Mechanisms of stratlingite (C 2ASH 8) formation in high-alumina cement (HAC)-siliceous material systems were investigated. Different siliceous materials (silica fume, fly ash, ground granulated blast furnace slag) and chemical admixtures (sodium silicate, sodium sulfate) were employed. Reactions between CAH 10 or C 2AH 8 and dissolved silica occur. Acceleration of silica dissolution by addition of chemical admixtures promotes the formation of stratlingite. The pH value of the HAC-siliceous materials system was also studied. The intrinsic relationship between the pH value and stratlingite formation is discussed in this paper. Mechanisms of stratlingite formation in preference to hydrogarnet (C 3AH 6) in HAC products are postulated. A method for prevention of strength reduction of HAC products due to the conversion of thermodynamically unstable hexagonal calcium aluminates to cubic hydrogarnet is described.

DOI:

10.14359/964


Document: 

SP154-08

Date: 

May 1, 1995

Author(s):

J. Tritthart

Publication:

Symposium Papers

Volume:

154

Abstract:

Electrochemical chloride removal was applied to a concrete test area of about 36 m 2 in a reinforced concrete hall which had been used for more than 10 years as a depot for deicing salt, in an attempt to extract the chloride that had penetrated into it. Since the salt had been stored loosely and the interior of the hall was frequently exposed to outside air, the concrete was heavily contaminated by chloride (up to about 15 percent Cl - in cement). Chloride removal was performed with an average current density of 1 A/m 2 for a period of 132 days. The studies were aimed at determining the changes in total chloride content and the Cl - and OH - concentrations of the pore solution at varying concrete depths. It was shown that the efficiency of chloride removal decreased in the concrete cover with increasing depth and that it was least efficient near the reinforcement. The factor that was identified as being responsible for this was the change in OH - concentration of the pore solution that had been caused by reactions at the electrodes. The OH - concentration of the pore solution decreased in the area close to the surface during treatment, while it rose dramatically around the reinforcement (up to approximately 2.5 mol OH -/L). This resulted in an increase of the Chloride Transference Number and, thus, the efficiency of chloride removal close to the concrete surface, as well as a drastic decrease close to the reinforcement. Hence, a reduction of the Cl - to "harmless" levels was not possible in this particular case. However, practice has shown that in many cases such a reduction can be achieved as chloride contamination is normally much less severe; thus, most of the chloride can be extracted from the reinforcement area before the rising Cl -concentration of the pore solution has diminished the efficiency of chloride removal. If, however, chloride has penetrated beyond the reinforcement, it can be removed to a limited extent only.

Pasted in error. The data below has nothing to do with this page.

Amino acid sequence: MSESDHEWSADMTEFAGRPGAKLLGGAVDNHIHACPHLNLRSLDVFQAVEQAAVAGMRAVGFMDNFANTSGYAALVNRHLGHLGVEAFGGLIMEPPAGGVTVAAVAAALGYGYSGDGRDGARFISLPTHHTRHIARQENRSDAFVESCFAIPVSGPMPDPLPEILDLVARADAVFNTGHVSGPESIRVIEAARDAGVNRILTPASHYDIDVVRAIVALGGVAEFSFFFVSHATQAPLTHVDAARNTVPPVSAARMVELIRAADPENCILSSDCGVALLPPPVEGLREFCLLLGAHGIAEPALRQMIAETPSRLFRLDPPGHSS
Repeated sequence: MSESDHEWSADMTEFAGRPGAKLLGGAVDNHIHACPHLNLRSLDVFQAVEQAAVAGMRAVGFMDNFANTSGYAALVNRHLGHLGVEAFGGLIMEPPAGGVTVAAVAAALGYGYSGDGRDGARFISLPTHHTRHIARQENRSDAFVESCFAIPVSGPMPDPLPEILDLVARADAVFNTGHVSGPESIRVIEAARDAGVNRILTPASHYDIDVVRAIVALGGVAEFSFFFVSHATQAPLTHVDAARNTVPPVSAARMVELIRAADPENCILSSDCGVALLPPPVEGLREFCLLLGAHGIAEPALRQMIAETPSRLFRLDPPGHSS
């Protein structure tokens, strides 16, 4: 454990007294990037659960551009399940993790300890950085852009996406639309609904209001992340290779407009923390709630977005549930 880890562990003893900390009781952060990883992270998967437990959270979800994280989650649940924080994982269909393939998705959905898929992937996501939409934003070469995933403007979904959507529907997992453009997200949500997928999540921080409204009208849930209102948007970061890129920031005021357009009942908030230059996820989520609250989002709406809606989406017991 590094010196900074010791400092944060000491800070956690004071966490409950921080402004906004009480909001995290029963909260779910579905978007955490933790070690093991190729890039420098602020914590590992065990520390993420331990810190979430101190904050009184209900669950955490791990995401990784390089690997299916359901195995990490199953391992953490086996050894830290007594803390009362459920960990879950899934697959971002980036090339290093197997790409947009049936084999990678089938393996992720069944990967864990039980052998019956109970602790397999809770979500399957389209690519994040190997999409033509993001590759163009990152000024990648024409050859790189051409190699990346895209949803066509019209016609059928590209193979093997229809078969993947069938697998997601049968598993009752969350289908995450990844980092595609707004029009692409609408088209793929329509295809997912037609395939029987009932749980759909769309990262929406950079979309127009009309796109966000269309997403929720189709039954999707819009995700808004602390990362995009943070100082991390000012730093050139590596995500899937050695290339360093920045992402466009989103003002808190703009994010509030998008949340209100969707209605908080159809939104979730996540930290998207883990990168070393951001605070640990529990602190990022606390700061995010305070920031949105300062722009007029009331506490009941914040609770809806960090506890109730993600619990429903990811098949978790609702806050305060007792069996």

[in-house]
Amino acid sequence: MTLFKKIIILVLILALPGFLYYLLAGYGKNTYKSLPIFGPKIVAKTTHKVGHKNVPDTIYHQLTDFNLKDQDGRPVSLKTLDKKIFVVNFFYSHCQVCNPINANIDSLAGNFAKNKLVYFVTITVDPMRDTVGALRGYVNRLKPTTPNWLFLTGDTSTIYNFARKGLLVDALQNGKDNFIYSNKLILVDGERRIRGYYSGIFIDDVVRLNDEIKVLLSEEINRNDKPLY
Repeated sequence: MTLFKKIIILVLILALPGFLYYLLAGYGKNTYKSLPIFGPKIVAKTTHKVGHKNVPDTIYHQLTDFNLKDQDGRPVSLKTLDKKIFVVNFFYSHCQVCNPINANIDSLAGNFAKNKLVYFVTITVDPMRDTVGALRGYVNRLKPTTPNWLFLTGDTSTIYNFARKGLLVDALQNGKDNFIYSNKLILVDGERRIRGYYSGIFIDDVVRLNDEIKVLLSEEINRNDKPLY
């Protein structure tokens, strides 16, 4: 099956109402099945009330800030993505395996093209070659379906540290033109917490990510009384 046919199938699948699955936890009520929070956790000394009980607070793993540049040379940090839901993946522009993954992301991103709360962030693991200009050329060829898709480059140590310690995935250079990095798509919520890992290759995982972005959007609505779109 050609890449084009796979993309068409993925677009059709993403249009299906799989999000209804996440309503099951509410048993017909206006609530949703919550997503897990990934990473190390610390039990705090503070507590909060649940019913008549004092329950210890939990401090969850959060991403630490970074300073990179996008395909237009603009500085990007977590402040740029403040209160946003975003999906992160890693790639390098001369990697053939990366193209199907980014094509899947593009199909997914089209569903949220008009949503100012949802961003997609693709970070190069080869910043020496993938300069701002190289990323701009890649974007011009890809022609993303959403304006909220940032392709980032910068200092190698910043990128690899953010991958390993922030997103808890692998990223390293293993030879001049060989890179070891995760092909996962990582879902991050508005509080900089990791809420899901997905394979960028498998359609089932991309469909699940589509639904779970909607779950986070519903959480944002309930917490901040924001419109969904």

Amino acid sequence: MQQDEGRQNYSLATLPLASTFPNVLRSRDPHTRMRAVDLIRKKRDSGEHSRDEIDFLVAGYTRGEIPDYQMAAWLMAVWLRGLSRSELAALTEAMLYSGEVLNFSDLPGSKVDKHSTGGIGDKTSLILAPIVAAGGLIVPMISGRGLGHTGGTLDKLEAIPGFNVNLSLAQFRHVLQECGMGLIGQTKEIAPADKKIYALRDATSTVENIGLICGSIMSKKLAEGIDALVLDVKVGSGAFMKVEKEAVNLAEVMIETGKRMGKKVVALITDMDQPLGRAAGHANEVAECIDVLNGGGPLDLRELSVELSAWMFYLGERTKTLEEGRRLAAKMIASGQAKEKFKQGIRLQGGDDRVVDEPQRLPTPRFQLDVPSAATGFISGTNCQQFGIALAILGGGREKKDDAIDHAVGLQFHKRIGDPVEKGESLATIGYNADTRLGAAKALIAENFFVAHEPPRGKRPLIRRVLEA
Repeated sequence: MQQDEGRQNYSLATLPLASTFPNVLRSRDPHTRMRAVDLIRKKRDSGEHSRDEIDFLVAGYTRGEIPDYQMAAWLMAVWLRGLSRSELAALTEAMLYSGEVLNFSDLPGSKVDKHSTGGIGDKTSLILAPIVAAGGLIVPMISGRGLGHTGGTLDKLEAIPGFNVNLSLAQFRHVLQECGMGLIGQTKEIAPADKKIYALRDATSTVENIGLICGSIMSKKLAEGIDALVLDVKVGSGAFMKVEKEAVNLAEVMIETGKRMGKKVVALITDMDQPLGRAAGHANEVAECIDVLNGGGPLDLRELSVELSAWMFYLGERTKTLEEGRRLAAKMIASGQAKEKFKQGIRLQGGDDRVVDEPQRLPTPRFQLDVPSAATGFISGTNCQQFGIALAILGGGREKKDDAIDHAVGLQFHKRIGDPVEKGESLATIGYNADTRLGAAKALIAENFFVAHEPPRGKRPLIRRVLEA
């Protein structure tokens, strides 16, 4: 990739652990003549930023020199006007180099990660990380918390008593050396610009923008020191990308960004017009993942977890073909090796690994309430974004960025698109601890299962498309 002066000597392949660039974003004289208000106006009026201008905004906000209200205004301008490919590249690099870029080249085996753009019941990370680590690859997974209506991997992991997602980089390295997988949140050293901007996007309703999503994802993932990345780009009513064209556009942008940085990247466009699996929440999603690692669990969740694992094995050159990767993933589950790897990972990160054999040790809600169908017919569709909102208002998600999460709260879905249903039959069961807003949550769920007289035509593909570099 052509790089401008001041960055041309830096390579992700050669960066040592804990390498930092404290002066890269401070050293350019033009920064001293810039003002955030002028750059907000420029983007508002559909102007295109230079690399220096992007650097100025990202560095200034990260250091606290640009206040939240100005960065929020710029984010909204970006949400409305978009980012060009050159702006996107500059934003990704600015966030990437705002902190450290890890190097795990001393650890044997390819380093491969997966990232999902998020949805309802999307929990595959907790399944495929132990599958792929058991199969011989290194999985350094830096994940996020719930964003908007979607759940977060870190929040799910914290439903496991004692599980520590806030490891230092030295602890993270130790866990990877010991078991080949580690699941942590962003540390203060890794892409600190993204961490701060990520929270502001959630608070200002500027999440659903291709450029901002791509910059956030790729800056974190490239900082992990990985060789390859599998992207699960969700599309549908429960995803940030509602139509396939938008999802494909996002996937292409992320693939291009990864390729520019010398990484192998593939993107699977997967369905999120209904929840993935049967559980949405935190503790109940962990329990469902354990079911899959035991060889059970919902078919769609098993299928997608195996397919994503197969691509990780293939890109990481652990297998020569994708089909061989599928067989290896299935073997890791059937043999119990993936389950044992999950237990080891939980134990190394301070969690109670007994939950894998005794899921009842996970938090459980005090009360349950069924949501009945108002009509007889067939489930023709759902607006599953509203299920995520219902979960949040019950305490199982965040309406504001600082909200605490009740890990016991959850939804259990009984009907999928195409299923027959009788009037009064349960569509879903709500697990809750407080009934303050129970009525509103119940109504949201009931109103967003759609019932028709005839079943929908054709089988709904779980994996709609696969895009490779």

DOI:

10.14359/953


Document: 

SP154-15

Date: 

May 1, 1995

Author(s):

Y. Tsukinaga, M. Shoya, R. Sugawara, and H. Nonome

Publication:

Symposium Papers

Volume:

154

Abstract:

In this study, the use of a new permeable sheet was evaluated in making the surface layer of concrete denser, thus improving the performance and durability of the concrete. The application of permeable sheet was confirmed effective in the lowering of water-cement ratio corresponding to the decrease of pore volume; this resulted in the increase of pull-off of tensile strength, rebound number, pulse velocity, and pin penetration resistance in the surface layer. It was also observed that the air bubbles were likely to move from the internal portion to the surface with the expelled flow of water, remarkably reducing bugholes on the concrete surface. The use of new type of permeable sheet improved resistance to freezing and thawing cycling and reduced the depth of carbonation and the ingress of chloride ions. Furthermore, the water tightness was also improved.

DOI:

10.14359/959